The Chronicle’s Michael Model spoke with former Chronicle sports editor and renowned sports author John Feinstein to break down the evolution of the battle of Tobacco Road and what makes it one of the most special rivalries in all of sports. Their conversation has been edited for length and clarity.

The Chronicle: What aspects of the Duke-North Carolina rivalry make it stand out as the best in sports?

John Feinstein: I think the fact that the two schools are 10 miles apart…and the fans of the two schools actually live together. It’s not like Michigan-Ohio State, it’s not like Army-Navy—as great a rivalry that is…. The fact that they basically share the same community and they share the same media…and, they play at least twice a year every single year, sometimes three times. Back when I was in school when the Big Four tournament existed, there were years when they even played four times. 

So, you know you’re going to face them twice a year and both teams have been, generally speaking, really good every year since 1978 when Bill Foster turned the Duke program around and went to the Final Four. Carolina had a down year in ’02, they had a down year in ’10. Duke had a down year in 1995 when Krzyzewski was out with a back problem. But, really for 40-plus years, they’ve been top-10 type teams when they’ve met.

TC: You’ve written a lot about the coaches involved: Mike Krzyzewski, Roy Williams and Dean Smith. How much have their successes influenced the prestige of the rivalry?

JF: You’re talking three Hall of Fame coaches. You’re talking coaches that have combined to win 10 national championships and have been to 32 Final Fours combined and uncountable ACC championships, both regular season and tournament. Mike and Dean, everybody knows, did not get along most of the time when they coached against each other. Roy and Mike have certainly had their moments through the years, I think they get along much better now that they’re both elder statesmen in the game. But it’s always been intense because they recruit against each other a lot and obviously play two or three times every year. It is unique in all those senses.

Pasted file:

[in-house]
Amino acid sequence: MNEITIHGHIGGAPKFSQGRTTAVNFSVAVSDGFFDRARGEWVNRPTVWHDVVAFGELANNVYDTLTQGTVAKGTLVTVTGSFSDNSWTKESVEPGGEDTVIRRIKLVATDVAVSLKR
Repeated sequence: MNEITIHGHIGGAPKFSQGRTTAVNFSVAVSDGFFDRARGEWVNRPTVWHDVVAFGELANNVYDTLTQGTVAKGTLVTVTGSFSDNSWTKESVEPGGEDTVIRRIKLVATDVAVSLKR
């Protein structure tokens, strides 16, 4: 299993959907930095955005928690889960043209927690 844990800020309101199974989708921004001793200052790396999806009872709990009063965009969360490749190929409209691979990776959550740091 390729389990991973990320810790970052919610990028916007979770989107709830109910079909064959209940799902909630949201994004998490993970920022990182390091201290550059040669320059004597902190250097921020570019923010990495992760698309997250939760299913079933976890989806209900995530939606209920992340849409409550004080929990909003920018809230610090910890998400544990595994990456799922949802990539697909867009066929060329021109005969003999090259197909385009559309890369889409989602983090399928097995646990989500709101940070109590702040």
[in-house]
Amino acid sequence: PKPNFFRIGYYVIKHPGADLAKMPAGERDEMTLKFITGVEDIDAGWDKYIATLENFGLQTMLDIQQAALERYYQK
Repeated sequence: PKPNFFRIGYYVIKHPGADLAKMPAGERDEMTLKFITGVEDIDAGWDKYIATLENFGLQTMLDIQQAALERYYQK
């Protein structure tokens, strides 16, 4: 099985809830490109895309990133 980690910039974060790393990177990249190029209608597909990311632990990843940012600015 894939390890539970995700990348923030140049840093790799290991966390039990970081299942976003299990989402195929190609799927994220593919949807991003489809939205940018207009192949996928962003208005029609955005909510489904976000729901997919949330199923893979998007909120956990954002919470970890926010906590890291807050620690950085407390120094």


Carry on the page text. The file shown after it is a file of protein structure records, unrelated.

­­TC: Duke and North Carolina have been battling since 1920. At what point during the last 99 years do you feel the rivalry peaked?

JF: I don’t know that there’s a particular peak period or peak moment. I do remember back in 1991 when they both made the Final Four and there was a possibility of them playing in the national championship game. I think the thought of that terrified both sides because the notion of losing to the other for a national championship was just terrifying. Krzyzewski tells a story that when Carolina lost to Kansas in the first game that evening, he actually walked into the locker room and said to the players, ‘Look, Carolina lost and I’m not going to pretend that’s not a big deal for us. It is, but now you have to take that thought and flush it.’ 

They were about to go play UNLV, but he acknowledged the fact that knowing they would not have to face Carolina in the championship game, if they got there, was in fact a big deal. One of the things I’ve always admired about Mike is that he’s so honest about things like that. He doesn’t say, ‘Oh, Carolina’s just another game,’ and clearly it’s not.

TC: Are there any moments or people in the rivalry that have either been lost in time or overshadowed?

JF: Vic Bubas was the first guy who built the Duke program. He didn’t win a national championship, but he won four ACC titles in 10 years, went to three Final Fours and really made Duke into a national power, which it had not been…. The year after I graduated, Bill Foster had built the program. It took three years, but he built it and they went to the Final Four, they went to the national championship game in 1978 and lost to Kentucky. Even though they didn’t get back the next two years, they were very good with Jim Spanarkel, Mike Gminski, Gene Banks and Kenny Dennard, and people forget they went to the Elite Eight Bill Foster’s last year. 

Then, Krzyzewski came in and it took him a couple years to turn it around—he went 38-47 his first three years—and there were people screaming that he should be fired. Tom Butters, to his credit, said no. Mike turned it around in ‘84 and you know the rest since then. But certainly Vic Bubas and Bill Foster are names that Duke people shouldn’t forget. Also, there were all sorts of very good players going back to the ‘60s: Bob Verga, Jeff Mullins and then my era Tate Armstrong was on Dean’s Olympic team in ’76 and was a terrific player and a first-round NBA Draft pick, but again didn’t get noticed because all four years he was in school—we were classmates—Duke was pretty terrible.

This is part of our extensive preview coverage for this year's first meeting between Duke and North Carolina. Check out more of our content here, including top games of this season and historically for the Blue Devils, breakdowns of the matchups at every position for Wednesday night and our writers' predictions for the game.